US May Be Headed for a Recession – and It Won’t be Pretty for the Global Economy
The US accounts for nearly one-fourth of the global GDP.
The world may be in trouble as the largest economy is showing early signs of a hard landing. The United States accounts for nearly one-fourth of the global GDP, and with two quarters of negative growth, the whole world is getting nervous as recession looks imminent. Why does this impending crisis look more ominous than the regular cyclical volatility and the inflation-induced recessions the US has gone through in the past?
The world is staring at a major economic and geo-political reset. After almost 80 years of an unprecedented run of prosperity and global dominance, the US has real challenges going ahead. For starters, the conflict with Russia is playing out as a full-fledged economic war now. To make matters worse, China has turned into a foe. The US opened its heart to China in the 1970s, and in the next 40 years, China emerged as the second largest economy with a formidable global presence. But things have turned sour now
The US accounts for nearly one-fourth of the global GDP, and with two-quarters of negative growth, the whole world is getting nervous as recession looks imminent.
Though US foreign direct investment (FDI) in China remains quite high, post-COVID-19, many US companies are looking to relocate their Chinese manufacturing to new, emerging economies.
The sanctions on Russia have resulted in food and energy crises, which have impacted the whole world.
A stronger dollar is exporting inflation to import-dependent countries. Rising interest rates and current account deficits (CAD) and depleting forex reserves have driven many countries to financial bankruptcy.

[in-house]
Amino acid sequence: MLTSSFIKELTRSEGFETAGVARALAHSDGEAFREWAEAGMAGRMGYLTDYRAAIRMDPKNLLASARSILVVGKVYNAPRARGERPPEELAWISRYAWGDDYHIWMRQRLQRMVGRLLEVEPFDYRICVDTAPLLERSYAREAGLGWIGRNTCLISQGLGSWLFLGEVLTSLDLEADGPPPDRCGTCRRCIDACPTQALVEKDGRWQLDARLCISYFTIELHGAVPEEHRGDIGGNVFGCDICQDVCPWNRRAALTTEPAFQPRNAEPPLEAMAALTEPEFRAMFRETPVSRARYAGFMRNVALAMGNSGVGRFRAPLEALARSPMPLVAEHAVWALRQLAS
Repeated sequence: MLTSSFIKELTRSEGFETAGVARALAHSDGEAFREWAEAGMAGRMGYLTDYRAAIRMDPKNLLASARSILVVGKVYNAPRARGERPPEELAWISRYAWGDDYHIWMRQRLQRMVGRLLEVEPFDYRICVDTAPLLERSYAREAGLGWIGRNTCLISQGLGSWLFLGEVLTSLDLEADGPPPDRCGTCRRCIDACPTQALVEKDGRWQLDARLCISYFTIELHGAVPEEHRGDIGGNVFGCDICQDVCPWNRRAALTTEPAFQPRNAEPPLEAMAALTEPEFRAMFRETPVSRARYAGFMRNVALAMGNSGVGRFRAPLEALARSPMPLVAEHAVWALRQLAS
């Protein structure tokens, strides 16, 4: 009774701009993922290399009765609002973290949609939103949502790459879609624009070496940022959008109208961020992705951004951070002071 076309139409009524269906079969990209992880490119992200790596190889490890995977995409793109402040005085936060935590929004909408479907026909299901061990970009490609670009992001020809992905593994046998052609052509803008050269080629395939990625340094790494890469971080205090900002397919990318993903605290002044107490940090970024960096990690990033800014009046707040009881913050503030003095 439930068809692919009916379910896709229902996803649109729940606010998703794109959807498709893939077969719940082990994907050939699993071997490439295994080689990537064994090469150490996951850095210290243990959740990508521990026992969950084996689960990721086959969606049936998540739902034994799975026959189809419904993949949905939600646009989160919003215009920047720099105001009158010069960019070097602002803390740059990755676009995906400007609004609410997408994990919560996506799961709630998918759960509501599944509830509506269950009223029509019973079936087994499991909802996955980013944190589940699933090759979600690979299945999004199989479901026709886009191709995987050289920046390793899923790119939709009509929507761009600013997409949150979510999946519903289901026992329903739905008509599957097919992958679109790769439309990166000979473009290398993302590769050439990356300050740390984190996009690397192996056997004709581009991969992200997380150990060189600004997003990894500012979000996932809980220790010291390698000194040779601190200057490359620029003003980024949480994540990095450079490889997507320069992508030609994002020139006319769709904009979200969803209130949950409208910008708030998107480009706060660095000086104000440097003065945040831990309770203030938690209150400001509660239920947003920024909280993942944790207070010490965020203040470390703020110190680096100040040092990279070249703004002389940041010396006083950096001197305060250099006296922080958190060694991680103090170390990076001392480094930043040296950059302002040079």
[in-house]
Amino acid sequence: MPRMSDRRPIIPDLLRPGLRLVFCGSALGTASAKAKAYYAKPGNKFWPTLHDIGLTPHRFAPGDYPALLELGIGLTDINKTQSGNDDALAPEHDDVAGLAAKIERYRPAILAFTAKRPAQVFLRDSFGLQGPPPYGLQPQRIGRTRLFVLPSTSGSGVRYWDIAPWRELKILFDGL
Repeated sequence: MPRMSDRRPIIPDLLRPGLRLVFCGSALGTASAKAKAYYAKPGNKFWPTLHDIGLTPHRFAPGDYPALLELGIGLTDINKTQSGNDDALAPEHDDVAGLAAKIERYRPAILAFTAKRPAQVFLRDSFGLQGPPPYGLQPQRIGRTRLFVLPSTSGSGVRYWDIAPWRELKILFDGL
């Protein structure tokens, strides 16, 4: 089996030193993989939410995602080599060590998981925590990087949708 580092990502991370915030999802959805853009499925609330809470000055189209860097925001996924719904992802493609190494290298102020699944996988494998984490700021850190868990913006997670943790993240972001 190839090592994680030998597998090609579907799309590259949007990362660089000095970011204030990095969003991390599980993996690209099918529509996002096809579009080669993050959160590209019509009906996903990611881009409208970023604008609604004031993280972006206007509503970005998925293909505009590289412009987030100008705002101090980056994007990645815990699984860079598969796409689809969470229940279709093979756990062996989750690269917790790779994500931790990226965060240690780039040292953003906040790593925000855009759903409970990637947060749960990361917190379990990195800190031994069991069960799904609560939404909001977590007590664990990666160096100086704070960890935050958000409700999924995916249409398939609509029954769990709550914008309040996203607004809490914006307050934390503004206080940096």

While the US Dollar is getting strong now on account of rising interest rates, it is likely to further weaken the domestic manufacturing competitiveness.
The China and Russia Factors
The growing hostilities with China have major implications for both nations. Their economies are deeply intertwined and any decoupling will have a major adverse impact not only on the US and China but on the whole world. Though US foreign direct investment (FDI) in China remains quite high, post-COVID-19, many US companies are looking to relocate their Chinese manufacturing to new, emerging economies. The US imported goods worth $541 billion from China in 2021. Any significant disruption on the supply side will be inflationary for the US economy.
The US seems to have made a strategic mistake in weaponising the dollar by imposing sanctions on Russia, which have backfired big time. They have resulted in food and energy crises, which have impacted the whole world. Rising energy prices have worsened inflation globally. Another fallout of sanctions has been the growing mistrust of countries with the dollar and the “SWIFT” settlement system. The sanctions have sparked off an active de-dollarisation initiative.
While the US is grappling with 40-year-high inflation, its European allies are suffering the consequences of a severe energy shortage as Russia has limited the gas supplies. High inflation and paucity of energy are shrinking the European Union economy.
The US and Europe account for more than 48% of the global GDP; the EU is also the largest trading partner of the US with a trade figure of more than $1.1 trillion. The slowdown will adversely impact both economies.
Lastly, a stronger dollar is exporting inflation to import-dependent countries. Rising interest rates and current account deficits (CAD) and depleting forex reserves have driven many countries to financial bankruptcy.
Stagflation and Supply-Side Issues
A widespread debt crisis is a high probability, and it will add to the slowing down of the global economy. The US has followed a model of debt-induced growth for the last 40 years. The total debt has risen to $68 trillion, which is 261% of the GDP. External debt stands at $30.5 trillion. Ever since the breakdown of Bretton Woods, the US has been relentlessly printing currency and running large trade deficits. It has accumulated a huge pile of debt. In response to the subprime crisis in 2008, the US introduced the ‘Quantitative Easing’ measures and flooded the economy with liquidity.